Renting a Car for your Thanksgiving Day Trek to Grandma’s House? E3 Spark Plugs Urges You to Know Your Coverage
Should you pay for that supplemental insurance coverage on your rental car? E3 Spark Plugs tells you how to know if it’s worth it.
If over the hills and through the woods to Grandmother’s house you go in a rental car this Thanksgiving Day, or anytime during the holiday season, we here at E3 Spark Plugs have a word to the wise for you – find out what’s up with rental car insurance coverage before you sign the dotted line and take that set of keys.
No doubt it happens thousands of times a day nationwide – Americans traveling in rental cars decline the auto rental company’s insurance offer, either believing that their credit card or personal insurance policy covers them (with little to no intention on finding out to what extent that hunch is actually correct) or simply wanting to save that extra cash for dining out, seeing the sights or buying that pricey, totally impractical but cool souvenir. After all, what are the odds you’ll actually get into a car crash, right?
Turns out, wrecks in rental cars do happen. After all, you’re typically driving on unfamiliar roadways and, if you’re a Southerner headed across the Mason-Dixon Line or thereabouts, you just may hit some snowy weather and icy roads. Would you know how to avoid or maneuver a slip-&-slide down an iced-over exit ramp? If you’re not covered for what may happen in such a situation, well, your holiday cheer can take a fast and furious nosedive.
To help keep your holiday travel happy, E3 Spark Plugs offers these tips:
- If you pay for your rental with a credit card, you may be covered: Assuming you charge the entire amount for your rental on your credit card, you may already have primary or secondary coverage. Be sure to find out which, if either is offered. Primary coverage means that your credit card is the first source for payment of damage to your rental car and likely will cover the full amount. Secondary coverage means you’ll have to go through your personal auto insurance company first and your credit card will pick up the difference in what your insurance company offers and the actual damage costs. Note that credit cards will cover only your rental car, not the other party’s vehicle damage or medical costs.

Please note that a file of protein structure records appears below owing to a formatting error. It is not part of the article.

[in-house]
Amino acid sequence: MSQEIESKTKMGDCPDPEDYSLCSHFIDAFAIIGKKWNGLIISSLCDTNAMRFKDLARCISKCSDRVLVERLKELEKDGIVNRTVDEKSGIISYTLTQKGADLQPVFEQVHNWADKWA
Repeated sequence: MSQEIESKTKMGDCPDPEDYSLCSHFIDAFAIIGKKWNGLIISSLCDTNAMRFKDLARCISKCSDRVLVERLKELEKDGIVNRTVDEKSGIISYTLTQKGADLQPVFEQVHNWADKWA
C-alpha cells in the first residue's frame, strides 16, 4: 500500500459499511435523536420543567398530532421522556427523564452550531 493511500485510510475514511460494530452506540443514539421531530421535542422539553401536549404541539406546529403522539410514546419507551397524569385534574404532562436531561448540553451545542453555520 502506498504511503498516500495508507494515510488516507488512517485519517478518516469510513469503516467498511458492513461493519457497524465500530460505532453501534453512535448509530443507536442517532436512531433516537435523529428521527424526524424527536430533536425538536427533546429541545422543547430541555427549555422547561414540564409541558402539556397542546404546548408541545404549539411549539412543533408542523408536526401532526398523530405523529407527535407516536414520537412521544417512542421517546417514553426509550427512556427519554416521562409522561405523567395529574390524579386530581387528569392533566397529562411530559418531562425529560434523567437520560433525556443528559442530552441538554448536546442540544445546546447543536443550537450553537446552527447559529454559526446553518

- Your personal auto insurance policy may cover your car and/or the other party’s: Comprehensive and collision damage for your personal car covers costs of theft or damage to your personal car regardless of who is at fault, and that coverage typically extends to your rental car as well. Liability insurance covers damage to the other party’s vehicle and their medical costs up to whatever amount you chose when you purchased your policy. Anything higher you’ll be responsible, as your credit card won’t pick up the difference for liability. And, you both credit card and personal auto insurance policies may involve deductibles.
- If you’re not already covered or just not sure, you may want to pay for that supplemental insurance: We certainly understand the temptation to dodge any extra fees you can. After all, those average $20-per-day fees can add up quickly. But even if you are covered by your insurance company, the supplemental coverage from the auto rental shop can make you exempt from having to fork out your personal policy’s deductible.
It’s important to note that any of these three types of coverage may have certain limitations. For instance, credit card coverage may exclude certain types of vehicles like passenger vans. And supplemental coverage from the auto rental shop may last a certain number of days.
In any case, be sure to check out all the possibilities before you head out on the open road. It just may turn out to be something you’ll add to your “thankful” list.